I gave it 50 pages and then decided not to continue. I understand Huneven is quite good, but today I wanted more linguistic play or stylism, maybe something more challenging, and I felt stubbornly resistant to reading a story of obsessive relationships. On page eleven of D'Erasmo Art of Intimacy which I picked up just after I set this novel down, a possible reason:
I have noticed that the intimacy we feel as readers is often generated far less by characters turning to one another [me: or to the
I loved this book. I know that some readers feel it's merely an "easy read" of a young woman who hasn't yet found herself. She heads to the family cabin in the Sierras and proceeds to fall in lust/love with older men as she avoids completing her dissertation, which is the ostensible reason she's gone into this wilderness. Being familiar with the landscape (although not the eccentrically populated social scene that centers around a lodge owned by Jakey, one of Cress's lovers) I could see and smel ...more
Elizabeth Wallen
I loathed this book. I loathed the main character, really most of the characters. I can't believe it was set in the 80's because the main character had more of the aimless drifting, self entitled narcissism usually attributed to a more recent generation. This book is about a young woman who is supposed to be boarding herself up in her family's vacation cabin somewhere in the mountains in California. She is SUPPOSED to be finishing her doctoral thesis in economics. Instead she fritters her days a ...more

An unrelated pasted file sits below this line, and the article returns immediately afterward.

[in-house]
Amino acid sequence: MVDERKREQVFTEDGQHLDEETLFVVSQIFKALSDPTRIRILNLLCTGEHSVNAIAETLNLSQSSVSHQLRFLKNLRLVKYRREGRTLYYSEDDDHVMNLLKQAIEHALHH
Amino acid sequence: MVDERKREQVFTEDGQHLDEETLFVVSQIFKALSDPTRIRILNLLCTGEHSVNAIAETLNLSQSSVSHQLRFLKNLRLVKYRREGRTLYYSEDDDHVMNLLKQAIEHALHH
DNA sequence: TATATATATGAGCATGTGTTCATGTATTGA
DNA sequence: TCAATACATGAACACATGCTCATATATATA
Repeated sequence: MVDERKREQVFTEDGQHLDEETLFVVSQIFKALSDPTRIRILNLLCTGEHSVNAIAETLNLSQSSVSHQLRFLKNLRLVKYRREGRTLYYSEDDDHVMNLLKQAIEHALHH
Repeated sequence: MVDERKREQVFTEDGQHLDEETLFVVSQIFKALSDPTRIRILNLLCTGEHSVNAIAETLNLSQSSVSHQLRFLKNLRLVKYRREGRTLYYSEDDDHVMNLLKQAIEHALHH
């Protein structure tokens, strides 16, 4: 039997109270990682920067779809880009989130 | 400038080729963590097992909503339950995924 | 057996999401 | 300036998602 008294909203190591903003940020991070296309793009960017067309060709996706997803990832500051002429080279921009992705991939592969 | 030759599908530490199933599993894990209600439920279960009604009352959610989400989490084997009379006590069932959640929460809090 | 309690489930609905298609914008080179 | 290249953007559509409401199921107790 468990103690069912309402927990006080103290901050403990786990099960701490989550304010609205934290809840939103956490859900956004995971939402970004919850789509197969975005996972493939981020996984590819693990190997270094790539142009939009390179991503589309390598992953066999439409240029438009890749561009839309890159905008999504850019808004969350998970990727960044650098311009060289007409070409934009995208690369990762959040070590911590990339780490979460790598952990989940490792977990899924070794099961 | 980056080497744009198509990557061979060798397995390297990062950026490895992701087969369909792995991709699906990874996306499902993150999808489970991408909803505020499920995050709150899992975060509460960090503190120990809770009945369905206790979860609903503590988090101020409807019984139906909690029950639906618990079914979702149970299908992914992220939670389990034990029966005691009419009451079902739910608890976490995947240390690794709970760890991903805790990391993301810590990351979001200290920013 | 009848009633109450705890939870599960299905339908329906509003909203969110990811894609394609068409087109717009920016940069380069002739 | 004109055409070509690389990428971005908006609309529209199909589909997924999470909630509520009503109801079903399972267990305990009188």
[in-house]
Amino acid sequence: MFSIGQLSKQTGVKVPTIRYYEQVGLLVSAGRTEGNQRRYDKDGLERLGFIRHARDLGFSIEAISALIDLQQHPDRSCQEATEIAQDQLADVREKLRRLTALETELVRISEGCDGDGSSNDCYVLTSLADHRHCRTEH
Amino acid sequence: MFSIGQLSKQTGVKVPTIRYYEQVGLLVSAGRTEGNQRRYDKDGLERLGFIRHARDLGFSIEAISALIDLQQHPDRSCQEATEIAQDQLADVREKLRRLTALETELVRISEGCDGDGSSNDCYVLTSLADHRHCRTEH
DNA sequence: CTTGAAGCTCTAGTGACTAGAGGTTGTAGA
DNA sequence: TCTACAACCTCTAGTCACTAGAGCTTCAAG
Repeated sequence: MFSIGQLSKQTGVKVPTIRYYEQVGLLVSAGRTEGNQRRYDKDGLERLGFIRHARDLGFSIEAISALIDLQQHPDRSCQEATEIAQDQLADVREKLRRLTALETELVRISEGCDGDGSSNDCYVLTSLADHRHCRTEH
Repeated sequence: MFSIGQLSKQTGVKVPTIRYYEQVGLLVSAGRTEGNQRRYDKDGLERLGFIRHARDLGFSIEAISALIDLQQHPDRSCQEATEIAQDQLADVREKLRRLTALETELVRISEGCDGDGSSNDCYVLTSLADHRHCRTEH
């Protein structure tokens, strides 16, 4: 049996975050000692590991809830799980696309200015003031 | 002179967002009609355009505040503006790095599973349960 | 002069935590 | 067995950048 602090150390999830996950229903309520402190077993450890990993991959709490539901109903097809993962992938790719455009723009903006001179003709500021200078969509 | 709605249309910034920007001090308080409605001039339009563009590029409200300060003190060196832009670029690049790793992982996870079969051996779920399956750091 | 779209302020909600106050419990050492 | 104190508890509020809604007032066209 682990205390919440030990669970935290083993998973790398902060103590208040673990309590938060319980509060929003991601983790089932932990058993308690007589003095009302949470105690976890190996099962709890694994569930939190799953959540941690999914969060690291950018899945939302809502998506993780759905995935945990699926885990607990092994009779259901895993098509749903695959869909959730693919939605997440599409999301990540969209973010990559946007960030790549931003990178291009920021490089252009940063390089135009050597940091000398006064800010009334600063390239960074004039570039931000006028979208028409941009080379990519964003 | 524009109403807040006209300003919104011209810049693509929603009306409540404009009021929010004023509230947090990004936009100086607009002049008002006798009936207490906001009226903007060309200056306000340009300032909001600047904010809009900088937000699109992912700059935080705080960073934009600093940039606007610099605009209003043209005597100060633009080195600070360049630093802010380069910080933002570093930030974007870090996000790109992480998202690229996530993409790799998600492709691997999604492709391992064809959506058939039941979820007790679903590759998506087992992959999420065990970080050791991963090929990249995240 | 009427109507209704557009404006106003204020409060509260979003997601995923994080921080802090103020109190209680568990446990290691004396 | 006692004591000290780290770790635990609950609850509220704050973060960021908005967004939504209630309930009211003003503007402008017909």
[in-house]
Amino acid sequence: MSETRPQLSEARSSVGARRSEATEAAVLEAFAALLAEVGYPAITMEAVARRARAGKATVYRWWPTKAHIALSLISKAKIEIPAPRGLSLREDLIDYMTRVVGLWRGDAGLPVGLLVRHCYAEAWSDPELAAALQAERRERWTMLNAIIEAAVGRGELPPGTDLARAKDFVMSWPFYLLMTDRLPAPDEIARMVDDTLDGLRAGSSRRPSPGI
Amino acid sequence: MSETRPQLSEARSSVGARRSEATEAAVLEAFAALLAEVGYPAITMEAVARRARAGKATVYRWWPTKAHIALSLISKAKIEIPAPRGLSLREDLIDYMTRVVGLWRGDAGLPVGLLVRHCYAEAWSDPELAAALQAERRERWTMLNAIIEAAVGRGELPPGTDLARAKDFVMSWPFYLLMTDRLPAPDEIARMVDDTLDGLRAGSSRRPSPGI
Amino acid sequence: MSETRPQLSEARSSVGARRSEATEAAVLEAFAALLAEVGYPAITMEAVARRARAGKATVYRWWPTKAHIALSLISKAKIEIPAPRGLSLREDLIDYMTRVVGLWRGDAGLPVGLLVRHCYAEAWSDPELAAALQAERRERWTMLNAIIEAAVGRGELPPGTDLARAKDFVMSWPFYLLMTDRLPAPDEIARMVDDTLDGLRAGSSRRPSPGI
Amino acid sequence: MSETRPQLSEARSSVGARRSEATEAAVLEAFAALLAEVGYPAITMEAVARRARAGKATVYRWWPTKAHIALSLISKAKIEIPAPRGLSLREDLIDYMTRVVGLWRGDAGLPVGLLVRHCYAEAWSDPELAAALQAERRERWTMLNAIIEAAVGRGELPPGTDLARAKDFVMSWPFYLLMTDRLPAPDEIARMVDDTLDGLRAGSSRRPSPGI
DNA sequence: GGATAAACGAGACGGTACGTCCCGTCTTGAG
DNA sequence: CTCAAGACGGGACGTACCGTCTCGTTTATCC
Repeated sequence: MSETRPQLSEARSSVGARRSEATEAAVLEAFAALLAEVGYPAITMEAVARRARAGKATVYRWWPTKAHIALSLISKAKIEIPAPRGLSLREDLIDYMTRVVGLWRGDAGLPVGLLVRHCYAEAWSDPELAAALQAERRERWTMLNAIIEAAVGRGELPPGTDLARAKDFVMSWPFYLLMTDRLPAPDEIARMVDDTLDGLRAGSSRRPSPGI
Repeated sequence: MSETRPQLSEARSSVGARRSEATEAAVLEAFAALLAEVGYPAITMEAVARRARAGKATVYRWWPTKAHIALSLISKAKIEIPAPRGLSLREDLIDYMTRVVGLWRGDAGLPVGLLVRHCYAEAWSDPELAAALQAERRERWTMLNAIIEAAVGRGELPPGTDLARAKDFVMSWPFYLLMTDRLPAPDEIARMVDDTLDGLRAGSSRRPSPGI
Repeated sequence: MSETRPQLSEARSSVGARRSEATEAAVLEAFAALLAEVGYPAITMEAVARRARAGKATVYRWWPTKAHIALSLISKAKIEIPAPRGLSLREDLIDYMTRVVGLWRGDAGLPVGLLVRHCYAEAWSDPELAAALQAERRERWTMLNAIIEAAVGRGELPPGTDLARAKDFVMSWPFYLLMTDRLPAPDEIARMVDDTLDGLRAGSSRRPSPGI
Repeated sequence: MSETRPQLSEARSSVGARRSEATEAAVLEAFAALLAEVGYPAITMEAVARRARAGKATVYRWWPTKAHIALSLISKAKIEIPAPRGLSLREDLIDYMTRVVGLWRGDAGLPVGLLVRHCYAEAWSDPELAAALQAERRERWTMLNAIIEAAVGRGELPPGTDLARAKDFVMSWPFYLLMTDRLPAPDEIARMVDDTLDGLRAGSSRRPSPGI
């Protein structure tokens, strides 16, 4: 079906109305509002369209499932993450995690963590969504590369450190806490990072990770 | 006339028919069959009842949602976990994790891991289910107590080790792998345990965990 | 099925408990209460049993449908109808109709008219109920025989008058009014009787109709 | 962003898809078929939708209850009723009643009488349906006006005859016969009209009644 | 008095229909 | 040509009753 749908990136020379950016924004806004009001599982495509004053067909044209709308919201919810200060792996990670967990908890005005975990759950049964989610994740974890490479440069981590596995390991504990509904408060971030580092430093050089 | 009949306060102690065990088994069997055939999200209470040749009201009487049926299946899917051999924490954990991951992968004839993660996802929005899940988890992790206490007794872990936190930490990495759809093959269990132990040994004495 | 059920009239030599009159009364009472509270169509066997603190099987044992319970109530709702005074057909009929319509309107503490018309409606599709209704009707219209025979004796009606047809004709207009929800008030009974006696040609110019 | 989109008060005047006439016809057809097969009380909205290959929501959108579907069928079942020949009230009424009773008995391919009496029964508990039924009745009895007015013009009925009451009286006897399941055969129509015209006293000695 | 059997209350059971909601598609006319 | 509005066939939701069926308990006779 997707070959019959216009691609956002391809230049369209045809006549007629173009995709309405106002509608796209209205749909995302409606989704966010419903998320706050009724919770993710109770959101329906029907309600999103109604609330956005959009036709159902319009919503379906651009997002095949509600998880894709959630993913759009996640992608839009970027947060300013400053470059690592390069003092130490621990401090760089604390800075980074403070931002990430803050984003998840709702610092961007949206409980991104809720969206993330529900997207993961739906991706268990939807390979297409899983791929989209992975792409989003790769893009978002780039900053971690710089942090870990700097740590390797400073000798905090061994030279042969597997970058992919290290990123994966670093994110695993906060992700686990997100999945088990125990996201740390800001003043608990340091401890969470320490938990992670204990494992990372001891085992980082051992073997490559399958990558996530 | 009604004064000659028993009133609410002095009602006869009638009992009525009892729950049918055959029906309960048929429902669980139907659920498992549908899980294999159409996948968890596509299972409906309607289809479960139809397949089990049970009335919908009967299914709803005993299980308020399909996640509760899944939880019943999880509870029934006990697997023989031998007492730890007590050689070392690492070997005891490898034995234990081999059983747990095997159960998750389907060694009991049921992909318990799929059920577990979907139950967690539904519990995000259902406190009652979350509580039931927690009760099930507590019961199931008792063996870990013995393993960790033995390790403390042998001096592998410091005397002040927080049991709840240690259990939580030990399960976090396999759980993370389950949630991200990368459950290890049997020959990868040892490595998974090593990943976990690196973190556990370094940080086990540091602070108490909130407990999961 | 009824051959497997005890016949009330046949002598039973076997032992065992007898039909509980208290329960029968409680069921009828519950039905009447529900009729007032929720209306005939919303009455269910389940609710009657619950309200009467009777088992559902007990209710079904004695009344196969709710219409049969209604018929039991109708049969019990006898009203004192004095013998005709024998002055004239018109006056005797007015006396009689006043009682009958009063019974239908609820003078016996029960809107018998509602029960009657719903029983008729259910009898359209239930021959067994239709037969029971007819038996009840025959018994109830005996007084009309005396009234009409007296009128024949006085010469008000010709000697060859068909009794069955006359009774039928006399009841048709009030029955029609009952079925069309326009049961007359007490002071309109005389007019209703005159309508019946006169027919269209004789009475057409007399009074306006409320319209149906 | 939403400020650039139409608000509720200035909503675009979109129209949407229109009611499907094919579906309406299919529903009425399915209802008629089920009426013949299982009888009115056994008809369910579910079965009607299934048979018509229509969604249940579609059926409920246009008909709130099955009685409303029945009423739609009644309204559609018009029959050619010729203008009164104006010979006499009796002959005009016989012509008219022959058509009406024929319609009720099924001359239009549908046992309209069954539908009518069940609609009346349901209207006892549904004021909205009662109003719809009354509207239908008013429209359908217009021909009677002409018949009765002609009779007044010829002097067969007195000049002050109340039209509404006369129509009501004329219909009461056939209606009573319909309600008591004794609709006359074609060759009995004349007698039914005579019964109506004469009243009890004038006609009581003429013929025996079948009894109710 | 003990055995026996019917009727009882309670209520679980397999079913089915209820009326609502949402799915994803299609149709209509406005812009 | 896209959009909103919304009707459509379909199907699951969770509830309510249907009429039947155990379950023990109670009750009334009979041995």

Andy Miller
This novel started out well. Set in 1981 when an economics student, Cressida, retreats to her parents' cabin in the Sierra Nevada mountains to force a finish to her PHD dissertation away from all distractions. There is an interesting tension of love and irritation with her parents, an early feminist perspective on a male academic field and a nice portrait of mountain town living. But the novel loses steam as Cressida falls in love with a married man and the rest of the novel follows this obsessi ...more
“Blame” was one of my favorite novels of the last few years and so I happily purchased Michelle Huneven’s newest, “Off Course” without paying too much attention to the reviews. Huneven is not a writer of tight plots, cliff hangers and unexpected twists. Rather, her writing is like a journey down a quietly meandering stream which starts turning into something much bigger and more powerful almost without you realizing it. Like Jhumpa Lahiri, she’s an expert at creating a mood, usually melancholy w ...more